From the 40′s this is the best picture I have found yet.
This was the largest roundhouse in Canada
and would have made an excellent acrchitectural
heritage site in and of itself but was torn down around 1962 to make way for the
Turcot Interchange that would be completed in 1966.
In Toronto, they recently celebrated 35 Years Without the Spadina Expressway! This may seem like a bizzare thing to celebrate but given how many large scale bad projects cities have had to learn to live with this comes as a refreshing surprise.
Marshall McLuhan and Jane Jacobs were among the notables
who were opposed to the construction of the expressway.
Said McLuhan “Toronto will commit suicide if it plunges the Spadina Expressway into its heart… our planners are 19th century men with a naive faith in an obsolete technology. In an age of software Metro planners treat people like hardware — they haven’t the faintest interest in the values of neighbourhoods or community. Their failure to learn from the mistakes of American cities will be ours too.”
Here is a rendering on the proposed expressway.
And in Montreal we know from our own Decarie Expressway that the drawing is probably an idyllic version of a certain urban nightmare.
(ok, that only happened once, heh heh)
Wouldn’t it be great if in 35 years we are celebrating that the development of Turcot Yards was NOT a series of light industrial boxes the access of which would make life miserable for anyone who needs to go near the place?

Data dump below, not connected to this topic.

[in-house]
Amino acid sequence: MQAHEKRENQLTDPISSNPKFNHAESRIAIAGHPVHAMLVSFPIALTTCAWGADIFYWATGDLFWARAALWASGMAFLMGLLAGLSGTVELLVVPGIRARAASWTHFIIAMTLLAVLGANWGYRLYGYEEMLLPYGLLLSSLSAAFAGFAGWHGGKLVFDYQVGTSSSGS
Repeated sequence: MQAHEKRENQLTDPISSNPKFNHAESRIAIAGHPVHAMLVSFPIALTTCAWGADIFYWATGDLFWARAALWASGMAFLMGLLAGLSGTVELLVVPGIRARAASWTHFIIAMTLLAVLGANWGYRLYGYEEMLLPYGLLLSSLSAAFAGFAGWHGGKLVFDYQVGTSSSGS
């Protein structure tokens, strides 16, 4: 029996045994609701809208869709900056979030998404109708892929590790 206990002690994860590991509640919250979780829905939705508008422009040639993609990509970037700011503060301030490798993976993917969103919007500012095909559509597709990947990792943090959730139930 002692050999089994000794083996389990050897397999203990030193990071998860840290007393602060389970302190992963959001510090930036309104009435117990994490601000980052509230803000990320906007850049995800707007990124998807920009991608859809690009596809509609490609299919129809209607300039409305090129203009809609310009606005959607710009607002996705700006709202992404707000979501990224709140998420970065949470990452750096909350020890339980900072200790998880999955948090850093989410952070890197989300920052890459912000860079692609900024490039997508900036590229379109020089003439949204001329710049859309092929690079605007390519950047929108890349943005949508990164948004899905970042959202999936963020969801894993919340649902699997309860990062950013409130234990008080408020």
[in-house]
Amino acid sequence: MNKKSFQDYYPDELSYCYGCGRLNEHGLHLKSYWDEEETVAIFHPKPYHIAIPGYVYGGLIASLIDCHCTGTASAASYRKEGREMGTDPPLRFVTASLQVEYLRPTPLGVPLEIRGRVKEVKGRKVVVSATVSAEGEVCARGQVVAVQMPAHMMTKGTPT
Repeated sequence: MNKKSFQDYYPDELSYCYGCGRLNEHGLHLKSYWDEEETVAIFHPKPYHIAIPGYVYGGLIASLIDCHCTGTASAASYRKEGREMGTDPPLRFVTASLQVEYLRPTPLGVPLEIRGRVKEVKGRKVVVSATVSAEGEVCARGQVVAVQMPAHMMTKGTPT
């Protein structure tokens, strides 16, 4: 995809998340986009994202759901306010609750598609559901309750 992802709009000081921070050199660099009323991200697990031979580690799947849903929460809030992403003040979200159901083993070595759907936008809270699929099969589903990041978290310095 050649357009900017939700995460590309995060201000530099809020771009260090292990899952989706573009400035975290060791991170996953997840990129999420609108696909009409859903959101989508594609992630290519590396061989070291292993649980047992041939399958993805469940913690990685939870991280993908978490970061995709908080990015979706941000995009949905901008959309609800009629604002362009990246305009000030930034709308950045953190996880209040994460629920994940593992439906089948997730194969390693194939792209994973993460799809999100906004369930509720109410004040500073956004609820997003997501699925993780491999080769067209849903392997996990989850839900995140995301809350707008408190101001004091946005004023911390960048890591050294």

Here is a photograph of some freeway art by Gary Voth.
Here is a good article that outlines the history and discusses problems of restoration of LA’s freeway murals.
There is also the Mural Conservancy of Los Angles (MCLA)
Perhaps the most well known and influential (aside from the enourmous influence of Diego Rivera) mural artist in LA is Kent Twitchell ( work already seen above in Gary Voth’s photograph).
But there has recently been some trouble in paradise as a developer has painted over one of Twitchell’s works, a large painting of LA artist Ed Ruscha.
It is going to be interesting for everyone interested in public art to see how that plays out in the courts.
Meanwhile, grafitti tagging is taking it’s toll on the system.
Here is a mural by Frank Romero done for the LA Olympics.
And a great example of what to do with the columns under the freeways by Angel.
Significant company in the history of Turcot. It started out as the Canada Car Company in 1905 and its plant at Turcot, Montreal was completed in August 1905 and had a capacity of 7,500 freight cars and 150 passenger cars per year. Full story here.
In 1909 this plant joined in the merger with Dominion Car & Foundry Co., Montreal, and Rhodes, Curry & Co., Amherst, N.S. under the name Canadian Car & Foundry Co.
Various buildings belonging to CC&F were located along the north side of the Lachine Canal or just along the south side of Highway 20.
Some offices were here
And this was a pattern shop
Here is a detail of the large main plant located on Place Turcot (street)
Today the main plant is covered in the aluminum siding of the Krueger papermill company.
And here is a view from above showing the ol CC&F plant (Krueger)and in the upper left a much busier Turcot Yard and the Interchange.
For more Industrial Photographs from McGill University please go here.